The warehouse sector in particular has shown remarkable resilience as Amazon and e-commerce have emerged as major game changers in the American economy. It was not that long ago that warehouse was considered a low-growth property type, and names such as Prologis (PLD) and Duke Realty (DRE) traded at cap rates 100-200 basis points higher than peers in the apartment sector. Since 2015 the relationship between these property types has changed meaningfully, with some warehouse names now trading at lower implied cap rates (higher valuations) than their still well-regarded apartment peers. While some investors may argue that this valuation discrepancy is not warranted, the warehouse companies have had better internal and external growth over the past few years than the apartment REITs, which is a fundamental change in the REIT landscape. Whether they can sustain this outsized growth has yet to be seen, but it’s clear that investors are betting that e-commerce tailwinds are not going away any time soon.

Secular growth in 2019: One of these things may not be like the others…

Looking back a bit further in the rear-view mirror, it’s evident that 2019 has continued to be a story of secular growth outpacing cyclical growth. What we mean by this is that long-term tailwinds have propelled the data center, warehouse, infrastructure, manufactured housing, and single-family rental REITs to the front of the pack so far this year in terms of performance. Each of these property types is benefitting from either a demographic or technological trend that is driving demand, independent of the broader business cycle.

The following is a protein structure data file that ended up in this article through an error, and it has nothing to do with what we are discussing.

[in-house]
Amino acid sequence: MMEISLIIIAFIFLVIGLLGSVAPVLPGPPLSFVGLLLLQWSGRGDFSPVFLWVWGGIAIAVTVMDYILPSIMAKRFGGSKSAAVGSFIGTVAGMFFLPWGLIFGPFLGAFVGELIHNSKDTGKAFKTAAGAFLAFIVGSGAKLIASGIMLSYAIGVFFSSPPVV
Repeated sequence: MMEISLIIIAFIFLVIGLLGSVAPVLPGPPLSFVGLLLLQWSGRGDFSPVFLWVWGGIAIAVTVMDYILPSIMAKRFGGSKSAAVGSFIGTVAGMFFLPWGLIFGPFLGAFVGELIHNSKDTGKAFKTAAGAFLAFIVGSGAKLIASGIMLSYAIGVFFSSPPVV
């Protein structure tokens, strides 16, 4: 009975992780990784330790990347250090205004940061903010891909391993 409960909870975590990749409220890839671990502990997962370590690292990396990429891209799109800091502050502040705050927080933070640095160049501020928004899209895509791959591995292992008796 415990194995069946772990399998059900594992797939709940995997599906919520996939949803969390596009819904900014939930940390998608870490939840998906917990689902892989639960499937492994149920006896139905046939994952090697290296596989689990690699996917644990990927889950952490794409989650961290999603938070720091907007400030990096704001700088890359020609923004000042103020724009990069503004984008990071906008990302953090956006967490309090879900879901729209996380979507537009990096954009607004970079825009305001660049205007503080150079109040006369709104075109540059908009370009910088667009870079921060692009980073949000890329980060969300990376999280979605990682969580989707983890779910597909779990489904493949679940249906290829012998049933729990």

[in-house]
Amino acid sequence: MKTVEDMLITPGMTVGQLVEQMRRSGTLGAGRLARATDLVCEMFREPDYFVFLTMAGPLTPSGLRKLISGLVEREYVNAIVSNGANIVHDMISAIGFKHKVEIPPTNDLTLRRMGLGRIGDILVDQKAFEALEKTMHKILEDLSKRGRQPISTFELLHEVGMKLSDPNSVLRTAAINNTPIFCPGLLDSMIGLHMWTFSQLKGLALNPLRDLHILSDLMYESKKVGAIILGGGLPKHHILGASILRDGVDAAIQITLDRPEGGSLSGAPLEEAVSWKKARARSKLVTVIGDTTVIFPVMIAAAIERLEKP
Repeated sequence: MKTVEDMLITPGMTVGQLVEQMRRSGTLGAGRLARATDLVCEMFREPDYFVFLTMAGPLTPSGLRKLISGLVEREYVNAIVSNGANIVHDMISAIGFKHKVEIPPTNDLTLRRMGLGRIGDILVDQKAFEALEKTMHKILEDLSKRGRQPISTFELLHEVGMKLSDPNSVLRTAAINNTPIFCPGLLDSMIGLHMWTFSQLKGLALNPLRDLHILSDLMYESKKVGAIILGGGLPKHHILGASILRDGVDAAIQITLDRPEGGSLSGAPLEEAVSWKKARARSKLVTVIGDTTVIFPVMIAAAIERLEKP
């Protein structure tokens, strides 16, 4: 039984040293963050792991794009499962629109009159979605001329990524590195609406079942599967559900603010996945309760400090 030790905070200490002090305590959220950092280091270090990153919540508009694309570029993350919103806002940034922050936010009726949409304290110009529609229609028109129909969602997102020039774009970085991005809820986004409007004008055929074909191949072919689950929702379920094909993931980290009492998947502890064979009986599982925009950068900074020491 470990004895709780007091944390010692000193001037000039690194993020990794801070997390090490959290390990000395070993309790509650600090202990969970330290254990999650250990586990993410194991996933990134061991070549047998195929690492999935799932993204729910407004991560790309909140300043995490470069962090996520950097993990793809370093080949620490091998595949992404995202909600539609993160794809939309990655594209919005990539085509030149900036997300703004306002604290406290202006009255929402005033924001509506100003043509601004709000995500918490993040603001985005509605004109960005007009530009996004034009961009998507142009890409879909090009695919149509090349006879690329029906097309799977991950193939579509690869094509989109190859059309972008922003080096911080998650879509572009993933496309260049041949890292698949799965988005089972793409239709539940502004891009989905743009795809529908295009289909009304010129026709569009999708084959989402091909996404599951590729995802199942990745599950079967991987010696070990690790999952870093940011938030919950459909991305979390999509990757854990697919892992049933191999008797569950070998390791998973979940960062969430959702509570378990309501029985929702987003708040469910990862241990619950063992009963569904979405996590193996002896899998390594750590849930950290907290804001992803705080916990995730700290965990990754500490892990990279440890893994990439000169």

Cyclical REITs, on the other hand, have struggled, with lodging, malls, and shopping centers all posting sub-par returns year to date. This then begs the question… if cyclical REITs are doing poorly, why are the Hotel C-corps (MAR, HLT, H, CHH, STAY) one of the best performing property sectors for 2019?

While there is a positive narrative surrounding external growth in the hotel c-corps (the large brands are consolidating the broader hotel market and adding flags rapidly), the stock prices of these companies have remained surprisingly immune to slowing growth across the globe. It is our belief that a portion of this performance is fed-fueled, as earnings estimates have come down for most of these companies, but their high correlation with the S&P 500 has driven strong price performance. Said another way, they are getting more expensive, while fundamentals are getting worse. For this reason, we are bearish on the the hotel c-corps. We would change our stance on these companies if a recovery in global growth became more likely, which would require meaningfully better economic data in the US, Europe, and Asia.

Positioning: D-Fense <clap, clap>, D-Fense <clap, clap>